A common problem for young investors who get excited about index investing is that they try to over-think their portfolios in their early saving years. Your asset mix is much more important when your portfolio is much larger than your new contributions than it is when you're just starting out. I'll go through a fictitious example to illustrate a pattern I've seen with novice index investors.
Amy is a responsible woman in her mid-twenties with a good job who wants to start building savings for her future. She has read about index investing and is excited to learn that she doesn't have to be an expert on stock picking to be a successful investor. After some study she has settled on the following asset mix:
35% Canadian stocks
30% U.S. stocks
20% International stocks
15% Canadian bonds
She has picked the 4 ETFs she plans to use for these asset classes, and she has RRSP and TFSA accounts opened with a discount brokerage. Right now she has $2000 in her RRSP and $2500 in her TFSA. This leads her to the following allocations:
$700 Canadian stocks
$600 U.S. stocks
$400 International stocks
$300 Canadian bonds
$875 Canadian stocks
$750 U.S. stocks
$500 International stocks
$375 Canadian bonds
The problem here is that it will cost her $80 in commissions plus a smaller amount in spreads to make these 8 purchases. This represents about 2% of her portfolio right now. It just doesn't make sense to spend this much right now.
However, Amy has set up some automatic withdrawals from her pay to add $400 per month to her TFSA and $600 per month to her RRSP. In just 5 months her savings will more than double. But what should she do right now?
One approach is to set a minimum dollar amount, such as $2000, and wait until each account has this minimum in cash before making a purchase of whichever asset class is furthest below its allocation (in dollars). So right now her accounts hold a total of $4500 in cash. The asset class that is furthest below its target allocation is Canadian stocks which are supposed to have $1575. But Amy just buys the Canadian stock ETF with her entire TFSA ($2500). After this purchase, the U.S. stock ETF is furthest below its intended allocation. So, she buys the U.S. stock ETF with the entire contents of her RRSP. In the coming months, her accounts will build cash until she is able to make purchases of ETFs in her other asset classes.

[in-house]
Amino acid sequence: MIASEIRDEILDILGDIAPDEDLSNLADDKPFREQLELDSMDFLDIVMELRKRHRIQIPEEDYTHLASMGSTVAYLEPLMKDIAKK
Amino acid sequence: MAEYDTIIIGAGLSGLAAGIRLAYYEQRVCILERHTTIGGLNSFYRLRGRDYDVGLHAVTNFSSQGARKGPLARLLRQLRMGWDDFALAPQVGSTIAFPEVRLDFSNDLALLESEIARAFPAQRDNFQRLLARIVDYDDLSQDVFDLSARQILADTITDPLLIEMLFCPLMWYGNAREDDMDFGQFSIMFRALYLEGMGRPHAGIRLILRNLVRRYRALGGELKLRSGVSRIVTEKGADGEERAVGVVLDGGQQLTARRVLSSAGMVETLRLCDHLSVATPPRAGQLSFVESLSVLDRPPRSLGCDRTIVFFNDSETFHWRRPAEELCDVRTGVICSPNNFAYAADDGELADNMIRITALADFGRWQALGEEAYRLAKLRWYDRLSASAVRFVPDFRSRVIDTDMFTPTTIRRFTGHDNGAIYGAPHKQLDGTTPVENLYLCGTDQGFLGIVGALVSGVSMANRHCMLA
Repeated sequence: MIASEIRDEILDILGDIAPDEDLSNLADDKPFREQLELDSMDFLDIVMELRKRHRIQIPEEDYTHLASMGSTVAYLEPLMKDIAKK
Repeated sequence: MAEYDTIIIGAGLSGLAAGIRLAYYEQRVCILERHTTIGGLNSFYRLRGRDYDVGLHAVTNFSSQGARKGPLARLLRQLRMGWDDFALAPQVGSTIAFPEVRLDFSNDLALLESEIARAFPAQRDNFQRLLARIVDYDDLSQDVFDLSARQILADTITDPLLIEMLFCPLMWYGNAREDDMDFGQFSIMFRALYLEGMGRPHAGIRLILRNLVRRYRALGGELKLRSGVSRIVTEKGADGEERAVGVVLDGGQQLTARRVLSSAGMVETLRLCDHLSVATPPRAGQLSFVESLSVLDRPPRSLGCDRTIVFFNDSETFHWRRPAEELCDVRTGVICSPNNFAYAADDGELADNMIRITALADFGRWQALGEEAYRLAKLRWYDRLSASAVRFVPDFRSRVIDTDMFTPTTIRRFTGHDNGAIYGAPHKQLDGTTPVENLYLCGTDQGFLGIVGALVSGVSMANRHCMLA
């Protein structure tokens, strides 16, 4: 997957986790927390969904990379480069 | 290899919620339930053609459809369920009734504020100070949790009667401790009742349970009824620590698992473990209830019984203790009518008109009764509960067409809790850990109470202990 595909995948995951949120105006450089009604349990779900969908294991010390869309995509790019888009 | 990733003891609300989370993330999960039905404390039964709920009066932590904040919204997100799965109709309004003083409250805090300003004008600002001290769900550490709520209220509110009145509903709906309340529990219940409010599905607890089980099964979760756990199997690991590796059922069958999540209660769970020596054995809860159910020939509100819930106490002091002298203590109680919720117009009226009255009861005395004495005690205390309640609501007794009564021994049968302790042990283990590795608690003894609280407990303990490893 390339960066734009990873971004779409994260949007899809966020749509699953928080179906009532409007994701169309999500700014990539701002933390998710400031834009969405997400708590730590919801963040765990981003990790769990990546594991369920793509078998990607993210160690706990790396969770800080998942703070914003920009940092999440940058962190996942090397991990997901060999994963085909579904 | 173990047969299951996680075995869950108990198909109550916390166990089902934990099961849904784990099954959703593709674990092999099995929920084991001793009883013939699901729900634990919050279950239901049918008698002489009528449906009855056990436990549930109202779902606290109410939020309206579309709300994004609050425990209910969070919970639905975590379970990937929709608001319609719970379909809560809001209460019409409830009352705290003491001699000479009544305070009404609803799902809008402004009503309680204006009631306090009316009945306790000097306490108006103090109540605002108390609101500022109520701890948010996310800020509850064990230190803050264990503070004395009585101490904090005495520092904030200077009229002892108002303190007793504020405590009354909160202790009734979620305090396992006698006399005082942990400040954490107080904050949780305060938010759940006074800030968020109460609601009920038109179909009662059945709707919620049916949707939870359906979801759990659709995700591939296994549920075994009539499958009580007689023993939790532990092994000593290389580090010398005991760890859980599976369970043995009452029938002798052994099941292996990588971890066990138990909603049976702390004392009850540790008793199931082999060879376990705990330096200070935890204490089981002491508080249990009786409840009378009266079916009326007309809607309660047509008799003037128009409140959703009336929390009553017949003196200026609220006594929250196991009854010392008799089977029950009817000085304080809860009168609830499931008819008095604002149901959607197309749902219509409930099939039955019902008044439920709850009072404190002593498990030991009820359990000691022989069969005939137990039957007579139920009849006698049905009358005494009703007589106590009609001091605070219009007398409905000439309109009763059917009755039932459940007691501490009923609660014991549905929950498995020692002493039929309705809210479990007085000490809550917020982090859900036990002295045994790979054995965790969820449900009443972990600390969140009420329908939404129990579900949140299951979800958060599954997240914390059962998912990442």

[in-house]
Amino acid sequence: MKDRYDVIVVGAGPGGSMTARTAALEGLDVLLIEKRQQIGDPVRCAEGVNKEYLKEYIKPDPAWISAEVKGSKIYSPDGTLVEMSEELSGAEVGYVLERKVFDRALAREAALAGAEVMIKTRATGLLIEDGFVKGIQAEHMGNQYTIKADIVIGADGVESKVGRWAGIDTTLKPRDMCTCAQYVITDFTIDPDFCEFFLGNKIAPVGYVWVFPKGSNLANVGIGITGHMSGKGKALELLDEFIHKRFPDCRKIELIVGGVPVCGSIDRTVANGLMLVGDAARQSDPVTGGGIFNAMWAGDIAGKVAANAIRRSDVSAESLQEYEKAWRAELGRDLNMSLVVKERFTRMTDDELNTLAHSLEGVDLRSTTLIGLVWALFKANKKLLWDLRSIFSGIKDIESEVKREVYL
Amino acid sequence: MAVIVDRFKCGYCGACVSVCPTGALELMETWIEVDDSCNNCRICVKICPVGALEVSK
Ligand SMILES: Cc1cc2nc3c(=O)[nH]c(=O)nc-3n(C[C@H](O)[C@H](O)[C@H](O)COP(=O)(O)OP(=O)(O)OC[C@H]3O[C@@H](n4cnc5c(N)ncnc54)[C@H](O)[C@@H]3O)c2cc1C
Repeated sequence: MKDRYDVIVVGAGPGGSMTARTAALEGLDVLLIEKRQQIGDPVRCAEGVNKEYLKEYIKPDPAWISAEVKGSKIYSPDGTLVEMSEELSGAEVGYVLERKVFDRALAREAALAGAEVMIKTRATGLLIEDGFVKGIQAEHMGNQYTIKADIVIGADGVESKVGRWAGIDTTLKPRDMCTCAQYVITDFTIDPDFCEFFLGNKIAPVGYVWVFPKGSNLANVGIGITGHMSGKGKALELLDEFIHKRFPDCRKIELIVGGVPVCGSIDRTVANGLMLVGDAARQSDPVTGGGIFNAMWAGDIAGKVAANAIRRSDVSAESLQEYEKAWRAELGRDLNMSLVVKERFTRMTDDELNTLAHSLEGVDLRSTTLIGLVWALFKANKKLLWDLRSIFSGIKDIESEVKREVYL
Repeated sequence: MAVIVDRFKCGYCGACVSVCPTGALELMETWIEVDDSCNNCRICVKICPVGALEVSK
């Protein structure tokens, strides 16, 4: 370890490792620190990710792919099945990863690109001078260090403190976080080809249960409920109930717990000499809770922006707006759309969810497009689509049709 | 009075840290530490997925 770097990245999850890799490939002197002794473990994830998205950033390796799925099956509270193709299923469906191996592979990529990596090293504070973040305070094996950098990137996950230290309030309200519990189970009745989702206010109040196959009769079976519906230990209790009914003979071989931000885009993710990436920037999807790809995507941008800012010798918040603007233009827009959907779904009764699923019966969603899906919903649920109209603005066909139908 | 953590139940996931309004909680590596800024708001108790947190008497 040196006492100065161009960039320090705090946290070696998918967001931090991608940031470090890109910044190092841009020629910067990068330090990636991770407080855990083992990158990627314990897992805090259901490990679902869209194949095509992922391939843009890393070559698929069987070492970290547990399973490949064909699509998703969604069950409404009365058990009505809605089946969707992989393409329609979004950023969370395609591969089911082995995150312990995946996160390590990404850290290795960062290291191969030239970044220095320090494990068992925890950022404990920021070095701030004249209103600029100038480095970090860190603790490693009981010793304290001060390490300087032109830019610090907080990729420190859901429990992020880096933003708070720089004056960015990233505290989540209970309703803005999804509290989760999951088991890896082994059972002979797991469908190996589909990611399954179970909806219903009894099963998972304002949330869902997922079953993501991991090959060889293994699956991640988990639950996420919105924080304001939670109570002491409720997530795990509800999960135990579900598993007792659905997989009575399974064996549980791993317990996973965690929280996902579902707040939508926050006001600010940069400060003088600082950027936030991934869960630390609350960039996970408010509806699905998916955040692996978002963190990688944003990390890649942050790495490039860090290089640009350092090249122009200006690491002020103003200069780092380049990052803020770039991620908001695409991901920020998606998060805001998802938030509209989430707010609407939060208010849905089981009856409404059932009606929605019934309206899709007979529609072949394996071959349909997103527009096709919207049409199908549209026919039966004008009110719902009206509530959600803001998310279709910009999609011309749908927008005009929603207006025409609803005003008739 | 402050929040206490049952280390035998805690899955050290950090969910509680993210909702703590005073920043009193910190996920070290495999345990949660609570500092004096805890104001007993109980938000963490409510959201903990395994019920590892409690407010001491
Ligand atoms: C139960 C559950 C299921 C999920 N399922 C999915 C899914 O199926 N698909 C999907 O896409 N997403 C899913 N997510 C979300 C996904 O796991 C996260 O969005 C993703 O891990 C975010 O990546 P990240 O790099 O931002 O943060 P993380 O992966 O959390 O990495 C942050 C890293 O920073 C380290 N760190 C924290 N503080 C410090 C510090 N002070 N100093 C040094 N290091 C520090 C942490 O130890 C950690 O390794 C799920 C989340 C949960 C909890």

There are a few potential issues with this approach. One related to tax efficiency, and the others are mostly psychological.
U.S. stocks are better held in an RRSP than a TFSA because there won't be a 15% withholding tax on U.S. dividends for U.S. assets held in an RRSP. So Amy should arrange things so that she tends to buy the U.S. stock ETF (and possibly the international stock ETF) in her RRSP.
With cash just sitting around for a few months in her RRSP and TFSA, Amy may be tempted to take a vacation rather than buy ETFs once the cash builds up to $2000. Each investor has to assess his or her personality when making a plan. If cash in a retirement account feels like cash burning a hole in your pocket, then maybe you have to pay a little extra in commissions by making smaller trades.
It's hard to start anything new without a good dose of enthusiasm. Unfortunately, Amy has just done the work to figure out her preferred asset allocation, and she now realizes that she won't get anywhere close to that allocation for a couple of years when she has saved more money. This is somewhat deflating. If Amy follows the plan described above she will be fine, but it doesn't feel very satisfying right now. Paying the extra commissions to get to the right allocation (and maintaining it thereafter) is an expensive way to feel satisfied.
Some observers will say that Amy is better off with TD e-series mutual funds because her account is small and will stay fairly small for a few years. However, she may not want the hassle of switching approaches in 5 years. If she follows the plan laid out above, she will not pay excessive fees; an ETF approach will work nicely.
My personal rule is that I don't make an ETF purchase until I have $3000 in cash, and I often wait until I have $5000 or more. This can lead to fairly large amounts of cash sitting in the 9 accounts my wife and I have. However, this cash (in the non-RRSP accounts) serves as part of my emergency cash reserve.
It’s much more important for Amy to focus on saving regularly than it is for her to have the perfect asset allocation right now.